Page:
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PE giants with loans of about $1 billion -- psyched that the roll-up's roll flow is snowballing in 2017 -- cash out Centerbridge, Polaris, Summit, several advisors and employees
April 19, 2017 — 4:39 AM UTC by Brooke Southall
Brooke's Note: The private equity world is too small. We knew this was coming. Whispers about it came from every eave of New York's Battery Park Ritz during Chip Roame's event a couple weeks ago. But still! The valuation is striking because it hovers around the low end of what you look for in IPOs. The amount of debt involved in this deal reminds us that big growth is expected. Dan Seivert puts a fine point on that itty-bitty detail in this article. It may not be enough to only fish in the ocean of advisors willing to become autonomous RIAs, he posits. To really succeed, Focus Financial may need to innovate to go after the seemingly endless and boundless assets stuck in the shale rock of the BD world.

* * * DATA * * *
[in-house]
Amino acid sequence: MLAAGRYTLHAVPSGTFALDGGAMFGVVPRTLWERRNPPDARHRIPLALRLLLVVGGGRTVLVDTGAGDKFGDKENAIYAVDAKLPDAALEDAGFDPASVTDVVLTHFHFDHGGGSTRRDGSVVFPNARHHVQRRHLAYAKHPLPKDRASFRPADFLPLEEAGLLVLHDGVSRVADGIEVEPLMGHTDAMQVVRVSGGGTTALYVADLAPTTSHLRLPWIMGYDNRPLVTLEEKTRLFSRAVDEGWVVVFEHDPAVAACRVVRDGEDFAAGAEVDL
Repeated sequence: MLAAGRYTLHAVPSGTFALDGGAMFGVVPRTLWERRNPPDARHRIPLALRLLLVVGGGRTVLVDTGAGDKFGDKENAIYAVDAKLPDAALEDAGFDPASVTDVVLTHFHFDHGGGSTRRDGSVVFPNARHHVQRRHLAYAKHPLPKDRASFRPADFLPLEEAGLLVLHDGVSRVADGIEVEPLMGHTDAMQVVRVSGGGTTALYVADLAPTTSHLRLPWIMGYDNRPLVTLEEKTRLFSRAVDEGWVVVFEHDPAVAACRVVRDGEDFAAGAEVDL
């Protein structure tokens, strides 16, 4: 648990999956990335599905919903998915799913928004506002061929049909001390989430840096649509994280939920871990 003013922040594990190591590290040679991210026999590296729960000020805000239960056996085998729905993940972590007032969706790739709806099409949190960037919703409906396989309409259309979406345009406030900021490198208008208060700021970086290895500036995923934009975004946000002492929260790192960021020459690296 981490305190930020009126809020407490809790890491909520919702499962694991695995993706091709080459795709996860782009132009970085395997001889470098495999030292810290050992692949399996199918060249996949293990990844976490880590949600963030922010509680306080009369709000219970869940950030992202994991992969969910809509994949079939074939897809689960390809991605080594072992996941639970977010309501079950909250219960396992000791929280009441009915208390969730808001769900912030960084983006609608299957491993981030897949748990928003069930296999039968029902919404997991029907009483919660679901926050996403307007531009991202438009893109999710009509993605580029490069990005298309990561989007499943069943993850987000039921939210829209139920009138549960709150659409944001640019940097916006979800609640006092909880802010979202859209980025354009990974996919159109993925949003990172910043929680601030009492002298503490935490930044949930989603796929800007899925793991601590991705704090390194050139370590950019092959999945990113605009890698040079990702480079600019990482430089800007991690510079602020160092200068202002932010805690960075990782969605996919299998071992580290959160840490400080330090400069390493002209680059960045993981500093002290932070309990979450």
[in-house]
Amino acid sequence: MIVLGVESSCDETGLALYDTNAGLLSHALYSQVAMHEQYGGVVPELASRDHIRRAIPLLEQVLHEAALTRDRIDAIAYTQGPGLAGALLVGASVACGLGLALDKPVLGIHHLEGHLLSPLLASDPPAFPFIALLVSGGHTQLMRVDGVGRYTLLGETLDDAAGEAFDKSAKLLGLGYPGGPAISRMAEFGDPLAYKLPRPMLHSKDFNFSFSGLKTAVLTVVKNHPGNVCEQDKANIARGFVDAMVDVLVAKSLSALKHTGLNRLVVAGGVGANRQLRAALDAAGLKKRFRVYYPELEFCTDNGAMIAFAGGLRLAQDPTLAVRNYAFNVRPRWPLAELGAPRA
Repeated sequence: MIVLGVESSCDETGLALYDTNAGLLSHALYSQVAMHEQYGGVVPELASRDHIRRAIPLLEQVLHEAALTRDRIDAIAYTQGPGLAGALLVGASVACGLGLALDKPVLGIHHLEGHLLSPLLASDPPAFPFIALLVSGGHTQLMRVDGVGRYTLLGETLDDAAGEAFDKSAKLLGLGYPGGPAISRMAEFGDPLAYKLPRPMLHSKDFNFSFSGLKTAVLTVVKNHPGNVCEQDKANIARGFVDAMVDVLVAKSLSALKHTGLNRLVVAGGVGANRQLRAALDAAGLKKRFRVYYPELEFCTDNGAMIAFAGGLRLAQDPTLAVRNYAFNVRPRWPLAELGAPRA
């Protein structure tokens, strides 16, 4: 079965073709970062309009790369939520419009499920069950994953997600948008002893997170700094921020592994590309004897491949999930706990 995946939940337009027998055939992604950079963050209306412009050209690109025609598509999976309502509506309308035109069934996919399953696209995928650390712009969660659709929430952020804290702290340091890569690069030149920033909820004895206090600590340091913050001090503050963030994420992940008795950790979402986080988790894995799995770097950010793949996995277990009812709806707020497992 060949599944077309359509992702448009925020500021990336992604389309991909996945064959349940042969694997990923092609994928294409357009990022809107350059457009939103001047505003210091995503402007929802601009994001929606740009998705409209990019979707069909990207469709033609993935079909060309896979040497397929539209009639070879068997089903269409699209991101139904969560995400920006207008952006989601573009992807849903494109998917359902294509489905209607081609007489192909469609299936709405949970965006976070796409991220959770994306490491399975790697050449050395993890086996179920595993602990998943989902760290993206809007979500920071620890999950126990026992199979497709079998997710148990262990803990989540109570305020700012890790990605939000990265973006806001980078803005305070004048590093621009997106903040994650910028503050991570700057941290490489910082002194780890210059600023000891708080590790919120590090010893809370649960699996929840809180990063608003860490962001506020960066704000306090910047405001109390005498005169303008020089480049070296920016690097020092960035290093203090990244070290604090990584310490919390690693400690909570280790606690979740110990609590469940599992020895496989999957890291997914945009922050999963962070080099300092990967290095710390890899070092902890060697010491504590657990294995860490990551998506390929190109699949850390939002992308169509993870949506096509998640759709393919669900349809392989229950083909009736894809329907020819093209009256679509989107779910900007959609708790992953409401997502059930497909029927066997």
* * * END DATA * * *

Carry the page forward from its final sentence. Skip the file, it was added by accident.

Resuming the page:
Stone Point Capital LLC and Kohlberg Kravis Roberts & Co. LP will acquire a majority stake in Focus Financial Partners LLC in a deal that values Focus at approximately $2 billion.
In doing so, the Greenwich, Conn-based investor of $13 billion and the iconic New York private equity firm will put to rest the question of how restless investors in the giant roll-up will cash out. Those investors include Centerbridge Partners LP of New York; Summit Partners of Boston, Menlo Park, Calif. and London; Polaris Partners of Boston; and San Francisco and Dublin -- not to mention Focus advisors and employees.